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Why Takow became a treaty port? A dynamic institution history of Imperial Maritime Customs Service (1858-1865)
Imperial Maritime Customs Service
Treaty of Tientsin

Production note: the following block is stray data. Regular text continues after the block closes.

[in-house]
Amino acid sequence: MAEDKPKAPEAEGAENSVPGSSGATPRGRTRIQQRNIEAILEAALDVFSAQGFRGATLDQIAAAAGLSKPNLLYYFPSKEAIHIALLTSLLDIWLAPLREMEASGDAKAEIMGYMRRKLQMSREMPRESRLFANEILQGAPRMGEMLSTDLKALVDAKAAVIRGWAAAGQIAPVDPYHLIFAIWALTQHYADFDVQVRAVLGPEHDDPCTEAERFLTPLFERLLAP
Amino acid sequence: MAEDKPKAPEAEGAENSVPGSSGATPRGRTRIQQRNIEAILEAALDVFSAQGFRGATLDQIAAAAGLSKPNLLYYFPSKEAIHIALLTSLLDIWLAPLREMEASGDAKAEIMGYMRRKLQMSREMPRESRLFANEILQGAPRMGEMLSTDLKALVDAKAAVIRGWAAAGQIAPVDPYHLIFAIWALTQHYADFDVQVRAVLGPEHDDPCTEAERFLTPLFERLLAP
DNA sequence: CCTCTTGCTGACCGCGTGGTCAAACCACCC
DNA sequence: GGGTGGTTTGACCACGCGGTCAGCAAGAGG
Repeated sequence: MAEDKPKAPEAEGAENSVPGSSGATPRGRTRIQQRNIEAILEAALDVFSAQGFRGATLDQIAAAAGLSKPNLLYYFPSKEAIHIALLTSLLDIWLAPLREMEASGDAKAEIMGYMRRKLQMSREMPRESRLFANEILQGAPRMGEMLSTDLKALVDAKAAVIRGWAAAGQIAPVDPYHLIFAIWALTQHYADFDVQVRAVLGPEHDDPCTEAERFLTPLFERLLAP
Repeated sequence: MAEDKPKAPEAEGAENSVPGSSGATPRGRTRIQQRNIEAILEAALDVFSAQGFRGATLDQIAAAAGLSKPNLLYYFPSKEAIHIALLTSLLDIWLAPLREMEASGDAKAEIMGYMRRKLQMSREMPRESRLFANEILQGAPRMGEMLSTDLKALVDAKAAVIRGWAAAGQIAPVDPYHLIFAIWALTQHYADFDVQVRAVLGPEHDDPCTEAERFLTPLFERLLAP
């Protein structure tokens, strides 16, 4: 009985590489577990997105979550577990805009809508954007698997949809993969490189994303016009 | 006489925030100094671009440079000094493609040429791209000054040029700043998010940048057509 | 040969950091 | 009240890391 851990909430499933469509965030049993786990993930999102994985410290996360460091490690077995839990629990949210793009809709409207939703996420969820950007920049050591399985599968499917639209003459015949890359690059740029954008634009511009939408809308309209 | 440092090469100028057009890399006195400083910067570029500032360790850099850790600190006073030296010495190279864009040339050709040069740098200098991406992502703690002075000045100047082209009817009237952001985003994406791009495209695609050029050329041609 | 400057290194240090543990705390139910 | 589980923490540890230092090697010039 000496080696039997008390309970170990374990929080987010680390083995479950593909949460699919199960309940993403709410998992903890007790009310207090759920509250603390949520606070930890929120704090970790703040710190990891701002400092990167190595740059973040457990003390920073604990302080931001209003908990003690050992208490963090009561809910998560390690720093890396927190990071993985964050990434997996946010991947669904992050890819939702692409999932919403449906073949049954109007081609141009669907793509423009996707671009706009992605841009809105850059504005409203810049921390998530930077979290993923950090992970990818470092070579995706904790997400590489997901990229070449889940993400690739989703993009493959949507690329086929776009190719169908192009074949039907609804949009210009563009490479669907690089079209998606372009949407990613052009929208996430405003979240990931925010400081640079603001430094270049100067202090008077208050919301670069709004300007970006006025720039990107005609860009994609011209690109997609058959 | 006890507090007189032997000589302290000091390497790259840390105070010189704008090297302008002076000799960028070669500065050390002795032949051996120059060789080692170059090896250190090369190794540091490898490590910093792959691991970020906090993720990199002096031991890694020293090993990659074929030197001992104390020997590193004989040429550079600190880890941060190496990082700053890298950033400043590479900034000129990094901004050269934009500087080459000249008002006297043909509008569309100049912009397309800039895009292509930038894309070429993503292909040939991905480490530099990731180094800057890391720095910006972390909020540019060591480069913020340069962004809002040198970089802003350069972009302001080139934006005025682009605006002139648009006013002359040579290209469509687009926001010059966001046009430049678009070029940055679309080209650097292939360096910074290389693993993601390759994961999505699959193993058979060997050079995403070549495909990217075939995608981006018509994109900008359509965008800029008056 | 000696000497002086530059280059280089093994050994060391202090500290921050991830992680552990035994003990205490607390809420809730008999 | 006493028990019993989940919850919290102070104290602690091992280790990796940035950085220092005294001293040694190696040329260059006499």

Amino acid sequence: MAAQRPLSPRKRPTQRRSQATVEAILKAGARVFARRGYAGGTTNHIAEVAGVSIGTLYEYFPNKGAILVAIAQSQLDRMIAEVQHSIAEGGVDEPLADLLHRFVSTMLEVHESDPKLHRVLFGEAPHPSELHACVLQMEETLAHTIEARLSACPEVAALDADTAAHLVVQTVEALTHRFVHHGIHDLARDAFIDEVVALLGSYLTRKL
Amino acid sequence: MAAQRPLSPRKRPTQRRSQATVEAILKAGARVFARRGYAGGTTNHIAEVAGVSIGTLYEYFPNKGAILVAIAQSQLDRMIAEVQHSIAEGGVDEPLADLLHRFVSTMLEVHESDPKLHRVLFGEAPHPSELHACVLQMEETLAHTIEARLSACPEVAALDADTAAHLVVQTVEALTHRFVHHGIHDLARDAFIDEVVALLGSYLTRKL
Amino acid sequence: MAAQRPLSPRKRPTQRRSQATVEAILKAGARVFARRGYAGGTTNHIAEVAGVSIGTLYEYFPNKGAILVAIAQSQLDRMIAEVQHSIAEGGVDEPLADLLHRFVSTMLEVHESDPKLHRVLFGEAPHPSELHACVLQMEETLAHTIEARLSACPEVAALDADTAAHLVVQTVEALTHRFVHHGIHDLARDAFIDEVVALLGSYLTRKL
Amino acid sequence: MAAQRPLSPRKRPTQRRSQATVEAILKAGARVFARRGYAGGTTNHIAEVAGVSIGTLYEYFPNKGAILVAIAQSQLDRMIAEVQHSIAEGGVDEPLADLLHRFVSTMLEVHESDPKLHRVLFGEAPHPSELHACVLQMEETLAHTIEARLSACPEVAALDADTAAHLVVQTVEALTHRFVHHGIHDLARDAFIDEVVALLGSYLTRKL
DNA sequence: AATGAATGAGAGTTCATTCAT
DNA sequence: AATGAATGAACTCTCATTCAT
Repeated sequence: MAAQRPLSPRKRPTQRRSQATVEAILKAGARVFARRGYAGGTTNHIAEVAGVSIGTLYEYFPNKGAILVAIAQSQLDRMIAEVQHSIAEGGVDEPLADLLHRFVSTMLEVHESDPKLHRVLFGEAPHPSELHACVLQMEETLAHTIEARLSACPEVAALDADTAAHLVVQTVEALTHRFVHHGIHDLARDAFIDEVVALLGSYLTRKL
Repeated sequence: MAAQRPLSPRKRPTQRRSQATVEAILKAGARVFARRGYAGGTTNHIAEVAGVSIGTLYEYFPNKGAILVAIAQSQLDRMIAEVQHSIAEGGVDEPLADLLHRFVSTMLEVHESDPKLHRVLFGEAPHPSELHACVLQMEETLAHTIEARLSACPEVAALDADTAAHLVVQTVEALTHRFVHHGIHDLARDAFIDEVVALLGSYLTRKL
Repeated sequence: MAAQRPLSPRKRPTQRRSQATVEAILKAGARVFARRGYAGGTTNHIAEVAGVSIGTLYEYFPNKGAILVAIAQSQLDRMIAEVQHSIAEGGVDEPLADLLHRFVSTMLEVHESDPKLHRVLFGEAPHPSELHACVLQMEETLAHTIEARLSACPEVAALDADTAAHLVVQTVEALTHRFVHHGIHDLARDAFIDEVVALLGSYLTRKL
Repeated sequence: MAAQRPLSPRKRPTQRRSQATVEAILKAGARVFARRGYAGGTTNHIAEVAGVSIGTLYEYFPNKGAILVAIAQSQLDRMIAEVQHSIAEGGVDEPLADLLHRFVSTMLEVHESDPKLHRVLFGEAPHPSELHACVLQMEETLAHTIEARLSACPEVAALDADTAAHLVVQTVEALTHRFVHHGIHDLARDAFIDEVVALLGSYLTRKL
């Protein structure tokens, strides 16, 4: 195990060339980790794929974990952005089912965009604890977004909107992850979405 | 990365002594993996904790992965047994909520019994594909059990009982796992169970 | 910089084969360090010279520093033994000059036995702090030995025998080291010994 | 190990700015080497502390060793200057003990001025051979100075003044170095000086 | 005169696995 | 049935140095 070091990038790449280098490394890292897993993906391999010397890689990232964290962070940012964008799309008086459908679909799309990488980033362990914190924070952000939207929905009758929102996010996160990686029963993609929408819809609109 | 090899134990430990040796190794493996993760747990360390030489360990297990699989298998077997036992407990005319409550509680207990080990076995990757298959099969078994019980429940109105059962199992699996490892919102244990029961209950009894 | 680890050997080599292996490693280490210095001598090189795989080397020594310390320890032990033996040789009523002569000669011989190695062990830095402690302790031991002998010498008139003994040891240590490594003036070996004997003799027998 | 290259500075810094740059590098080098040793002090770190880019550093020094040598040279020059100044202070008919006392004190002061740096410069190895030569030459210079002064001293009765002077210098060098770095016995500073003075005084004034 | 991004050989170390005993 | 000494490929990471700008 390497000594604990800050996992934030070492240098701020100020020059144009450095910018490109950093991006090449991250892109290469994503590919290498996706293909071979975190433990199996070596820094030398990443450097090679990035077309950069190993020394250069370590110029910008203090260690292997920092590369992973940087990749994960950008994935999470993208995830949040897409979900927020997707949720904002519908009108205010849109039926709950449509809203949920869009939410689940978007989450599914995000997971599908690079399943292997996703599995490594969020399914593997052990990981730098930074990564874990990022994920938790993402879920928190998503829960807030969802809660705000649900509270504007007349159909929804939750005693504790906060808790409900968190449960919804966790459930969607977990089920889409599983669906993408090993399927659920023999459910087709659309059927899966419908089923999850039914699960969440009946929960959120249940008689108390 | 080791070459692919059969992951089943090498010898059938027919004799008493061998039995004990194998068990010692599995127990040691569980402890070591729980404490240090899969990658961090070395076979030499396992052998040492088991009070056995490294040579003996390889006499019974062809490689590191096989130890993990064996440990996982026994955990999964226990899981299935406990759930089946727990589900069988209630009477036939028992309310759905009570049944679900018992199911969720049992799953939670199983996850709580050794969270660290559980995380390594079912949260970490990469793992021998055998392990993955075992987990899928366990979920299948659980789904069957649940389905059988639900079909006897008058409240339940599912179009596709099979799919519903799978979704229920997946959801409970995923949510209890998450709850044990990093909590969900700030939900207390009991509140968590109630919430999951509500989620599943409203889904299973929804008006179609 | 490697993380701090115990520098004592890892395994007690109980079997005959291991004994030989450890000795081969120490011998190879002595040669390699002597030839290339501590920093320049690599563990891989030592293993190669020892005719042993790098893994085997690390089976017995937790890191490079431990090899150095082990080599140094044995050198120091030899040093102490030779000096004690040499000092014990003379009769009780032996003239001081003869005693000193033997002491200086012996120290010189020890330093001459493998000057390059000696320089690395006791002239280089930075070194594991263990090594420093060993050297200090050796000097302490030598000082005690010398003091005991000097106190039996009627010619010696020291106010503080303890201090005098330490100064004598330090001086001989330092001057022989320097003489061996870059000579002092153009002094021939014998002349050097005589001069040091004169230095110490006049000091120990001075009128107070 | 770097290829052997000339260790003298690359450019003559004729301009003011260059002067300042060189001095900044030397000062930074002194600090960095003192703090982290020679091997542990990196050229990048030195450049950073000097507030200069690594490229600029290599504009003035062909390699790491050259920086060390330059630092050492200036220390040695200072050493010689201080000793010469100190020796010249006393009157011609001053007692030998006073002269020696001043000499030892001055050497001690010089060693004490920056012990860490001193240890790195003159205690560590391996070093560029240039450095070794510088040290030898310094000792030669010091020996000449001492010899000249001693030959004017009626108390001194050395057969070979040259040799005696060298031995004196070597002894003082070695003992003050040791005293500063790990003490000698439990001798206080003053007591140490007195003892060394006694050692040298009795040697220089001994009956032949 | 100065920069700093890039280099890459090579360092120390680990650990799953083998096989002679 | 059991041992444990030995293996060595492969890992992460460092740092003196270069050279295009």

The purpose of this study is to probe the consideration of Takow as a treaty port and understand Taiwan’s goal to opening its door to foreign trade. When Treaty of Tientsin was signed in 1858, Taiwan started a new page in history as a member of treaty system. The resistance of Taiwanfu being opened as a treaty port from local authority and demands of customs duties and tariff from central government allowed Takow to opened as a treaty port. It’s worth noting that Takow was only mentioned in the said treaty when the British Consulate and the Imperial Maritime Customs House were instituted in this city. After 1860, Prince Kung, Yixin became the most influential man in China as he regarded the customs duties and tariff from treaty ports as an important state revenue.Taiwan opened not only Taiwanfu and Tamsui (original treaty ports mentioned in the treaty) but also opened Takow and Keelung as treaty ports. The central government of Qing took the establishment of Imperial Maritime Customs Service at Takow as a method to control the customs duties and tariff. But during 1874 when Japan invaded Taiwan, the customs duties and tariff of Taiwan was preserved as the coast defense funds. Since then, the central government had never obtained these funds. As to the process of Takow becoming a treaty port, this study showed a dynamic institution history of Imperial Maritime Customs Service.
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